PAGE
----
Even if the new Missal represented a “return” to something former, it does not therefore follow that what is former is worse. After all, truth does not change from day to day. As Benedict wrote in his introductory letter to Summorum Pontificum, “What earlier generations held as sacred, remains sacred and great for us too.” The Church must first and foremost be faithful to what she has been given by Christ. That fidelity must include the sacred liturgy, through which Christ speaks to His church. An accurate and faithful translation of the Missal communicates not the truths of today but the truths of eternity. To get caught up in ideas of progress or regression is to think with the spirit of the age, not the eternal Spirit of all ages.
But that being said, the new Missal translationdoes not return to something past. A reading of the texts does not reveal precious or antiquated language; there are no thee’s and thou’s. This excerpt from the Third Eucharistic Prayer is not Elizabethan or King James English:
This is not antiquated English; this is formal and sacral English. To use this kind of language is not “retrograde,” nor does it represent an effort to “freeze” the “Spirit of Vatican II.” It is, instead, faithful to the nature of the Liturgy — a formal and public worship, where formal language is therefore appropriate. Sacral language marks what we are doing as sacred and holy, not ordinary or everyday. The Mass, as the “source and summit” from which our life in Christ flows, is the holiest thing that we do, in which we participate in Christ’s own prayer as high priest. If that doesn’t warrant language set apart from the ordinary, then nothing does.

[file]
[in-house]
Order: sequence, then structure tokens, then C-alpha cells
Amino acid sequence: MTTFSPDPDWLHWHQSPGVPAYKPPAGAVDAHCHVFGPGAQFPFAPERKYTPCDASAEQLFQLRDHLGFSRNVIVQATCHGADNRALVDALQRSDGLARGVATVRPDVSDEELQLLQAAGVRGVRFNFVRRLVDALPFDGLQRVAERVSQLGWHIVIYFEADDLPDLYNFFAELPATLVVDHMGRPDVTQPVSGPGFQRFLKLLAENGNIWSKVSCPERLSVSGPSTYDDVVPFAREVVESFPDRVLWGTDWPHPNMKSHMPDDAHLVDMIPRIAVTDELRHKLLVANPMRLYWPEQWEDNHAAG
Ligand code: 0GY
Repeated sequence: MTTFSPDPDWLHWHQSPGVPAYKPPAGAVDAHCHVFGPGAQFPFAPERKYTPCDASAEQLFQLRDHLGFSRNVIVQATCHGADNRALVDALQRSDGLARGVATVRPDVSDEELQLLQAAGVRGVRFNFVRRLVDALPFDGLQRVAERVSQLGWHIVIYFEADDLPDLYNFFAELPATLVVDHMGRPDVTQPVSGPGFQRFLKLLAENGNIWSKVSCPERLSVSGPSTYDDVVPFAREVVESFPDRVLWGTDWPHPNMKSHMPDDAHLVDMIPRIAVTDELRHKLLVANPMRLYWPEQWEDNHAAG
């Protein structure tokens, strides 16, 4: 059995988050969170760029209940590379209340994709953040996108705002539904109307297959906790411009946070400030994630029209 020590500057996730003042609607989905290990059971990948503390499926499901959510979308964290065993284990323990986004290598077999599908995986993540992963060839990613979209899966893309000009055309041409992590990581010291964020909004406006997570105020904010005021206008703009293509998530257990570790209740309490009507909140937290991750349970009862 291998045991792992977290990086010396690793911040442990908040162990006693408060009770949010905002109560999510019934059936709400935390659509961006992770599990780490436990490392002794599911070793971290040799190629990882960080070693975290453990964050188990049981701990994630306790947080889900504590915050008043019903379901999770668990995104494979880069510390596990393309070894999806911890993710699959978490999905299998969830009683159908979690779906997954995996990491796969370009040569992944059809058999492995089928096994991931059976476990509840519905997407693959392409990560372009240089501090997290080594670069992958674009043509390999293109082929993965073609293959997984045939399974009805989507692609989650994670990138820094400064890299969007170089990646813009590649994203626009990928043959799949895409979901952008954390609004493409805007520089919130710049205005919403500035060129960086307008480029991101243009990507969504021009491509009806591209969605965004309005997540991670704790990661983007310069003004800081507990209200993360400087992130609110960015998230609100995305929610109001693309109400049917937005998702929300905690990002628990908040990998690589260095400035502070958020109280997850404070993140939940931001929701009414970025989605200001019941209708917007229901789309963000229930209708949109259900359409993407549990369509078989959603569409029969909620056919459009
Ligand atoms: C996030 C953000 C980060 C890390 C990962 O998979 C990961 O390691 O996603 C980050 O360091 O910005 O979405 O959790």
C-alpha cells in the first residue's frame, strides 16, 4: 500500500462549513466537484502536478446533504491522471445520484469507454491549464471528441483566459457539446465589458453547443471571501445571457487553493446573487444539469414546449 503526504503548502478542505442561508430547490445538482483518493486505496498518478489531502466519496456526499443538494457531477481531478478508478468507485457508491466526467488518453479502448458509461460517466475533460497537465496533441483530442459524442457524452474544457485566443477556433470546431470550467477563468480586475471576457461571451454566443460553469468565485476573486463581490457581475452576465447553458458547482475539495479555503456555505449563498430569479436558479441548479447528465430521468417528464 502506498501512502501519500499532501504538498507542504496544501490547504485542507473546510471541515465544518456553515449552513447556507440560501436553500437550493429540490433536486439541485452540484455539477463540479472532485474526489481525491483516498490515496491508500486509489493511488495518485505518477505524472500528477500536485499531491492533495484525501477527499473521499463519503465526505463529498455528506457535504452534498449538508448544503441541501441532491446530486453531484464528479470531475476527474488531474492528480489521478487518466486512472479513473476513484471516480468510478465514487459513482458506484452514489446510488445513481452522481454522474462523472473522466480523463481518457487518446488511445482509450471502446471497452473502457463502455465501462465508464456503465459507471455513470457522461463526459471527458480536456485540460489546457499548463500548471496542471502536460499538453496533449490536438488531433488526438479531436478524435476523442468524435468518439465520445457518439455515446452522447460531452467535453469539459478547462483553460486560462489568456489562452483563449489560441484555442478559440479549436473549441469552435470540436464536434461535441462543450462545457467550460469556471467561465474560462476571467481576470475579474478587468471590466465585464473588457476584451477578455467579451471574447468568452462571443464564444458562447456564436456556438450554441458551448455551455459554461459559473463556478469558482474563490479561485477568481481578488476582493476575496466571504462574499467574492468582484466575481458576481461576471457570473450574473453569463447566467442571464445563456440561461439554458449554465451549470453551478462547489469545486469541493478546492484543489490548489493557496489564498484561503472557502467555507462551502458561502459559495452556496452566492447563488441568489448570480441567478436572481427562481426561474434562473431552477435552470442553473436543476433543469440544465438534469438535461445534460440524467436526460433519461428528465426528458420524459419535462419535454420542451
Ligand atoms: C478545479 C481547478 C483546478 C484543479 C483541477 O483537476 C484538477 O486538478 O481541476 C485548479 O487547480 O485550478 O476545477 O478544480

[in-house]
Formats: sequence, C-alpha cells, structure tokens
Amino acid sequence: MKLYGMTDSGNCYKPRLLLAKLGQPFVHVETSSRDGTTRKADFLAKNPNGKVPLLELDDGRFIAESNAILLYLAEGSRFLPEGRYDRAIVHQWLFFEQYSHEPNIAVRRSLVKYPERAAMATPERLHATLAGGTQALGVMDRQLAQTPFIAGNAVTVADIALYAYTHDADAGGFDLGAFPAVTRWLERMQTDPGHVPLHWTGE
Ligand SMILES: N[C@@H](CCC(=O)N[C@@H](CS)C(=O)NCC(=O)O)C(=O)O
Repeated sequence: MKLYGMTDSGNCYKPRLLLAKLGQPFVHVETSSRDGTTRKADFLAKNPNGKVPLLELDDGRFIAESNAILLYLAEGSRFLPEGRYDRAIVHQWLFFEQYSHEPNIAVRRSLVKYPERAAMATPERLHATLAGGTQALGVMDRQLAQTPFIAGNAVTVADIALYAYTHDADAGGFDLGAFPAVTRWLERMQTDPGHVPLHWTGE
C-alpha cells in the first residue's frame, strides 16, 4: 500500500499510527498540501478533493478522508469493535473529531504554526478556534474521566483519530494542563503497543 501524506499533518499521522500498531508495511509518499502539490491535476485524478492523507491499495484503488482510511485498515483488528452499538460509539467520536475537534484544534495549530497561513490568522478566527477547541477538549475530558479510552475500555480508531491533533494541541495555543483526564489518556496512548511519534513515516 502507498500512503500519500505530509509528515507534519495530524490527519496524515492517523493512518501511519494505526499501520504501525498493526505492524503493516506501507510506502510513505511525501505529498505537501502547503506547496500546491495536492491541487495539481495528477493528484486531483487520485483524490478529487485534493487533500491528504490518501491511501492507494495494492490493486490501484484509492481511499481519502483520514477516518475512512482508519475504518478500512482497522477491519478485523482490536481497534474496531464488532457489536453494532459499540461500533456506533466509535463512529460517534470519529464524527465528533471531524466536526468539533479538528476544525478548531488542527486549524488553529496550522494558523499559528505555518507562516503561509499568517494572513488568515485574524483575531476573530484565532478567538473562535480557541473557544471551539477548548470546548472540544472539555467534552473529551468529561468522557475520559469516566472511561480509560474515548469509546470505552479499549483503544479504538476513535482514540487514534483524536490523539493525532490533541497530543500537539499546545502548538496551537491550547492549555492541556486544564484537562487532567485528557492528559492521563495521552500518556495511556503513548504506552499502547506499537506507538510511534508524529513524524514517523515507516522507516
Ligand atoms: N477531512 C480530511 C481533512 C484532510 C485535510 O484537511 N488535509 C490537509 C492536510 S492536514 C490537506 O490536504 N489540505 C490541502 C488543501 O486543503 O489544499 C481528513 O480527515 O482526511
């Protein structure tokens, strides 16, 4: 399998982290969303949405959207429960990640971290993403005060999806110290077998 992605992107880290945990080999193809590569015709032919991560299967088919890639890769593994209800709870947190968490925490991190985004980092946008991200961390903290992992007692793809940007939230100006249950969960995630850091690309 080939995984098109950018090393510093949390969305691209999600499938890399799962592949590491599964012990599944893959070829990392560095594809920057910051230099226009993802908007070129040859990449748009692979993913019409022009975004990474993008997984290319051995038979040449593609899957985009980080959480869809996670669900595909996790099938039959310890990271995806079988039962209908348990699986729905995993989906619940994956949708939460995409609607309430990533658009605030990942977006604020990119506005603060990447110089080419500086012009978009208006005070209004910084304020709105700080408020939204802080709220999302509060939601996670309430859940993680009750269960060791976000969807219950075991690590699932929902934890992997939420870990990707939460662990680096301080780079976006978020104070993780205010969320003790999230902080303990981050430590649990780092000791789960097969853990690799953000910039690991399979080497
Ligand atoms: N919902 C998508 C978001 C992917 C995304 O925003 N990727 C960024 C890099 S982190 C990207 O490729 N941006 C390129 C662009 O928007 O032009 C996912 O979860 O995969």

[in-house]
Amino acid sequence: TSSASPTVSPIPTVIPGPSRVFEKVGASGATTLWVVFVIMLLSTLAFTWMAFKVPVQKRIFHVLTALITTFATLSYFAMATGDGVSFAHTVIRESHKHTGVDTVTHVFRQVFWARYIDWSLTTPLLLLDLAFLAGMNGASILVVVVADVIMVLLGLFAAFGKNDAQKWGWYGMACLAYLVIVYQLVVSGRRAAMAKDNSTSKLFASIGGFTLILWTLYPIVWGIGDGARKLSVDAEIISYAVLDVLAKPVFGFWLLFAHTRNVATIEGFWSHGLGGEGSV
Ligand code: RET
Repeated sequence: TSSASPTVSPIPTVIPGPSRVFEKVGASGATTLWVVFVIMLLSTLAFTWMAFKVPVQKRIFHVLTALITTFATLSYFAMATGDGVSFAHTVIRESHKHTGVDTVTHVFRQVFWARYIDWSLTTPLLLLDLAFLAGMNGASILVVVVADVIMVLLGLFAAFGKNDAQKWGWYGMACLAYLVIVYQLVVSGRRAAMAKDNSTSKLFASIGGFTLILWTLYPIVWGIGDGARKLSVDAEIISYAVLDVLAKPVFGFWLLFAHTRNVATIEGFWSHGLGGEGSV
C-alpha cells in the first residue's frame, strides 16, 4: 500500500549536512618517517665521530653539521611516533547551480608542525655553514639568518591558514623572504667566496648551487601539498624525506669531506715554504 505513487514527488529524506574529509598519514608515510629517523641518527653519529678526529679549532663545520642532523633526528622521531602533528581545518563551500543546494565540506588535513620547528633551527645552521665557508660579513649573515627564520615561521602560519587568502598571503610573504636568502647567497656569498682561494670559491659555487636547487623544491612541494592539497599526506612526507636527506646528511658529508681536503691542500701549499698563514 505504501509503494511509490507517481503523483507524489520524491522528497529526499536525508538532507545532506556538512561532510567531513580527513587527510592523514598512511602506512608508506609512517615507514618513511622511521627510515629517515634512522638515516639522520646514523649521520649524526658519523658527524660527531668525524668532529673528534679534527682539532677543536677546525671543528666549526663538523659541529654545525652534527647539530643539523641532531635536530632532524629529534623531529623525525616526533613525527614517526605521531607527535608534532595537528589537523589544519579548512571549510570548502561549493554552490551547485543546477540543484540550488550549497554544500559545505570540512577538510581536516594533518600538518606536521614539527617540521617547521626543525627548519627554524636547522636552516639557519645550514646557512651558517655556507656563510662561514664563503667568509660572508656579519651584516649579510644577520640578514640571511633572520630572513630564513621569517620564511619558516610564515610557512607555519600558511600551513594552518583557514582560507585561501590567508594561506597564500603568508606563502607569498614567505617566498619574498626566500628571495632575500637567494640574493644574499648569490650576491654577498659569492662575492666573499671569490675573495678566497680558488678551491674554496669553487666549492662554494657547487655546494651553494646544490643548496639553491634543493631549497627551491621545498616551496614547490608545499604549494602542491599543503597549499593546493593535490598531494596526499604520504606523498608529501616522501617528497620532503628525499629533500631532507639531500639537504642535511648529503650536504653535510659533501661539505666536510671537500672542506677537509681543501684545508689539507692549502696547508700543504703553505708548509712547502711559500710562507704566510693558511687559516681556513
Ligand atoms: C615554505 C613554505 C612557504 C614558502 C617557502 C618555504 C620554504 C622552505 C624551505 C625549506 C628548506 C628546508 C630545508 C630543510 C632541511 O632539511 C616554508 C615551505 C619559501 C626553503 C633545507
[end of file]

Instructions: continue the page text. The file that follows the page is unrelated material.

In the end, if you see the liturgy as an engine of egalitarian transformation, then texts that bring its hierarchical aspects to the fore (such as “humbly imploring” God) will be objectionable. If you see the liturgy as a mechanism for asserting human progress, then elements that hearken back to Tradition will seem out of place. These ideological frameworks, of course, are extrinsic to the liturgy, and to the Faith itself. Ideologically driven objections to the Missal, however sincerely felt and expressed, really attempt to invert the proper order of things and make the liturgy serve ends that are antithetical to itself. Those ideological ends derive mainly from the prevailing secular culture, and as such, their presence is a source of confusion.
The new Missal, because of its greater fidelity, will be an antidote to that confusion. If my own effort to gauge the response of faithful Catholics shows anything, it is that most of the people in the pews will take the implementation of the new language in stride. Far from the “pastoral disaster” feared by some, I believe that the new Missal, if approached in a spirit of fidelity, will provide all Catholics with an opportunity to enrich their faith and lead to the deeper participation in the liturgy that Vatican II envisioned.